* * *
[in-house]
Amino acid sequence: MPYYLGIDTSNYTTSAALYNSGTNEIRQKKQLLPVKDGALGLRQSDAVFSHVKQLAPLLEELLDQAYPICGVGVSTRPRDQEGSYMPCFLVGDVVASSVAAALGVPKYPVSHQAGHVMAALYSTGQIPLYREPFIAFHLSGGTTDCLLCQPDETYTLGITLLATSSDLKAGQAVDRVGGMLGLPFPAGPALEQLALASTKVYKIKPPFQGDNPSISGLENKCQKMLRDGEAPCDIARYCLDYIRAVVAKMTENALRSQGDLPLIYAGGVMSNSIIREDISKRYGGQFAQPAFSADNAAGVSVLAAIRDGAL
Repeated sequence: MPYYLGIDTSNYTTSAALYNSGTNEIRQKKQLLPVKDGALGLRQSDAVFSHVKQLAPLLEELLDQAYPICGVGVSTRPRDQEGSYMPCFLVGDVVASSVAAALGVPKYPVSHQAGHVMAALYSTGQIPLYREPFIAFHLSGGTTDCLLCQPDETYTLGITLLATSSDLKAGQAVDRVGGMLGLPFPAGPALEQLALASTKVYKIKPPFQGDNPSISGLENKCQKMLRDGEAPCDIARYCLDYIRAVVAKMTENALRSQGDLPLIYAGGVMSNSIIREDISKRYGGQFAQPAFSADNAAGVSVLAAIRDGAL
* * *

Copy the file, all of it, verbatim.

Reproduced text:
[in-house]
Amino acid sequence: MPYYLGIDTSNYTTSAALYNSGTNEIRQKKQLLPVKDGALGLRQSDAVFSHVKQLAPLLEELLDQAYPICGVGVSTRPRDQEGSYMPCFLVGDVVASSVAAALGVPKYPVSHQAGHVMAALYSTGQIPLYREPFIAFHLSGGTTDCLLCQPDETYTLGITLLATSSDLKAGQAVDRVGGMLGLPFPAGPALEQLALASTKVYKIKPPFQGDNPSISGLENKCQKMLRDGEAPCDIARYCLDYIRAVVAKMTENALRSQGDLPLIYAGGVMSNSIIREDISKRYGGQFAQPAFSADNAAGVSVLAAIRDGAL
Repeated sequence: MPYYLGIDTSNYTTSAALYNSGTNEIRQKKQLLPVKDGALGLRQSDAVFSHVKQLAPLLEELLDQAYPICGVGVSTRPRDQEGSYMPCFLVGDVVASSVAAALGVPKYPVSHQAGHVMAALYSTGQIPLYREPFIAFHLSGGTTDCLLCQPDETYTLGITLLATSSDLKAGQAVDRVGGMLGLPFPAGPALEQLALASTKVYKIKPPFQGDNPSISGLENKCQKMLRDGEAPCDIARYCLDYIRAVVAKMTENALRSQGDLPLIYAGGVMSNSIIREDISKRYGGQFAQPAFSADNAAGVSVLAAIRDGAL